Racial Disparities in Marijuana Arrests in Virginia (2003-2013)

October 28, 2015

"Racial Disparities in Marijuana Arrests in Virginia (2003-2013)" reveals that marijuana possession arrests in Virginia have increased dramatically in recent years despite a nationwide trend in favor of reforming marijuana laws. Between 2003 and 2013, marijuana arrests in Virginia increased by 76%. Black Virginians have been disproportionately impacted by marijuana law enforcement despite constituting only 20% of the state's population and using marijuana at a similar rate as white Virginians.

A Guide to Prop. 47 Reclassification in Los Angeles County

October 2, 2015

Proposition 47 is a law passed by voter initiative in California on November 4, 2014. Prop. 47 changed certain low-level crimes like drug possession and petty-theft offenses from felonies or wobblers (crimes that could be tried as felonies or misdemeanors) to misdemeanors. The provisions of Prop. 47 apply retroactively (for persons already convicted for these crimes) and going forward for all future criminal adjudications.

Marijuana Legalization in Washington After 1 Year of Retail Sales and 2.5 Years of Legal Possession

July 6, 2015

In November 2012, voters in Washington and Colorado approved the first two laws in the U.S. to end marijuana prohibition and legally regulate marijuana production, distribution and sales. In December 2012, marijuana possession and use by adults 21 years of age and older became legal in Washington. A year-and-a-half later, the first retail marijuana stores opened their doors on July 8, 2014.

Above the Law: An Investigation of Civil Asset Forfeiture in California

April 21, 2015

Above the Law: An Investigation of Civil Asset Forfeiture Abuses in California is a multi-year, comprehensive look at asset forfeiture abuses in California that reveals the troubling extent to which law enforcement agencies have violated state and federal law.  Civil asset forfeiture law allows the government to seize and keep cash, cars, real estate, and any other property – even from citizens never charged with or convicted of a crime.  Because these assets often go straight into the coffers of the enforcement agency, these laws have led to a perversion of police

Marijuana Arrests in Colorado After the Passage of Amendment 64

March 25, 2015

This report provides comprehensive data on marijuana charges and arrests in Colorado before and after the passage of Amendment 64 in 2012. The report compiles and analyzes data from the county judicial districts, as well as various law enforcement agencies via the National Incident Based Reporting System (NIBRS). The report finds that marijuana arrests have drastically plummeted in Colorado following the passage of Amendment 64.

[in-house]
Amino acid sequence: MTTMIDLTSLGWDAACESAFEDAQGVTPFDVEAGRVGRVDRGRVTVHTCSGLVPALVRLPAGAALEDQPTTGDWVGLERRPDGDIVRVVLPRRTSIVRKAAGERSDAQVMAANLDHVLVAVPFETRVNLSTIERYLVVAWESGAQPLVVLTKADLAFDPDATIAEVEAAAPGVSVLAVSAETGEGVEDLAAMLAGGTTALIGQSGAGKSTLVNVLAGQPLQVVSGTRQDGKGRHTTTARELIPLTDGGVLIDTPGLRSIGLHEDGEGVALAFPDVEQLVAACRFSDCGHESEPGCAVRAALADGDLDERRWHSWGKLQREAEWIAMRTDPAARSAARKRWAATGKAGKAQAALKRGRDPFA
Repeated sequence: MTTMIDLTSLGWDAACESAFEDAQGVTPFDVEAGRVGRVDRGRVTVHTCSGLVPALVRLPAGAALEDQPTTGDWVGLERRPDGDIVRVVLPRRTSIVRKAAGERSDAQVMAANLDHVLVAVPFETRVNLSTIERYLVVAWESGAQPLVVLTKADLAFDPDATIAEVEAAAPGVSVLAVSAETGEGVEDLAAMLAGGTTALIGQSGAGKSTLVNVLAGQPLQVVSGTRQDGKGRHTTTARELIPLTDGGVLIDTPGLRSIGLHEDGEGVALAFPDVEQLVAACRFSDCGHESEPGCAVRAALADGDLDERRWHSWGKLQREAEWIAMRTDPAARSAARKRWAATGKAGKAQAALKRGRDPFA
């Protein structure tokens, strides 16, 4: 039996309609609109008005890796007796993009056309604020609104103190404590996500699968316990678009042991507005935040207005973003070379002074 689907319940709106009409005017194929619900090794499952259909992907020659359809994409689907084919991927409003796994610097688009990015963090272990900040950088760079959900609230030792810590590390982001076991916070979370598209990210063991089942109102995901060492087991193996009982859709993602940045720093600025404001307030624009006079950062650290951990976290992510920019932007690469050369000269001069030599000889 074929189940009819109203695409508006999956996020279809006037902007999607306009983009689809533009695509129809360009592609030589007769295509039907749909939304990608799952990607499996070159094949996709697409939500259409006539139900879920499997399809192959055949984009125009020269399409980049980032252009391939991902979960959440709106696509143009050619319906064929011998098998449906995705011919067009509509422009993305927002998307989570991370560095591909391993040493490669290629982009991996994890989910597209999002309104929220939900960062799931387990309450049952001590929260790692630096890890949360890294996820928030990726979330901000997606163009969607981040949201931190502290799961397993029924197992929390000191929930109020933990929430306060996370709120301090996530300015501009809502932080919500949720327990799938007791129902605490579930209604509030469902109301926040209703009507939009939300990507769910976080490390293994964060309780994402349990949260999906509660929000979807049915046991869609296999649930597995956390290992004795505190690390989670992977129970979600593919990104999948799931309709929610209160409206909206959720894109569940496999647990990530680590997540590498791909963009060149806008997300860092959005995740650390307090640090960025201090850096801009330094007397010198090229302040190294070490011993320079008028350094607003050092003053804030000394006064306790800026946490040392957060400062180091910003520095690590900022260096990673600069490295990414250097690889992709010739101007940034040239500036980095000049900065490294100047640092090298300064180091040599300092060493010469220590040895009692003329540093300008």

Marijuana Legalization in Colorado: One-Year Status Report

January 5, 2015

All eyes are on Colorado to gauge the impact of the country’s first-ever state law to tax and regulate the sale of marijuana to adults 21 and older. Since the first retail marijuana stores opened on January 1, 2014, the state has benefitted from a decrease in crime rates, a decrease in traffic fatalities, an increase in tax revenue and economic output from retail marijuana sales, and an increase in jobs.

Race, Class and Marijuana Arrests in Mayor de Blasio's Two New Yorks: the NYPD's Marijuana Arrest Crusade Continues in 2014

October 20, 2014
Drug Policy Alliance | Marijuana Arrest Research Project

A new report documents shows that, despite campaign promises made in 2013, marijuana possession arrests under New York City Mayor Bill de Blasio are on track to equal – or even surpass – the number of arrests under his predecessor, Mayor Michael Bloomberg. The report includes extensive analysis of marijuana arrest and income data, showing  that overall, low income and middle class communities of color face dramatically higher rates of marijuana possession arrests than do white communities of every class bracket.

Taking Control: Pathways to Drug Policies That Work

September 8, 2014
Global Commission on Drug Policy

This report reflects a new evolution in the thinking of the Global Commission, which includes Kofi Annan, Richard Branson, and the former presidents of Brazil, Chile, Colombia, Mexico, Poland, Portugal and Switzerland. They not only reiterate their demands for decriminalization, alternatives to incarceration, and greater emphasis on public health approaches – but now also call for responsible legal regulation of currently-illegal drugs.

Proposals for alternatives to criminal prosecution and incarceration for drug-related offenses in Latin America

June 1, 2014
International Drug Policy Consortium

Latin America is immersed in a prison epidemic. The so-called “war on drugs” and harsher criminal penalties underlie the increase in the prison population. “One-size-fits-all” policies and severe sanctions have left the region’s countries in a prison crisis that threatens future generations. Instead of proposing a single model, therefore, multiple pathways should be explored.

Status Report: Marijuana Regulation in Colorado After Six Months of Retail Sales and 18 Months of Decriminalization

June 24, 2014

With the passage of Amendment 64 in November 2012, Colorado became the first state to regulate the cultivation, manufacture and sale of marijuana for adults 21 and over. It is far too early to make any definitive declarations about social trends. There are, however, some encouraging signs that have been documented in Colorado since the first retail stores officially opened on Jan. 1, 2014. Some of these trends are outlined below.

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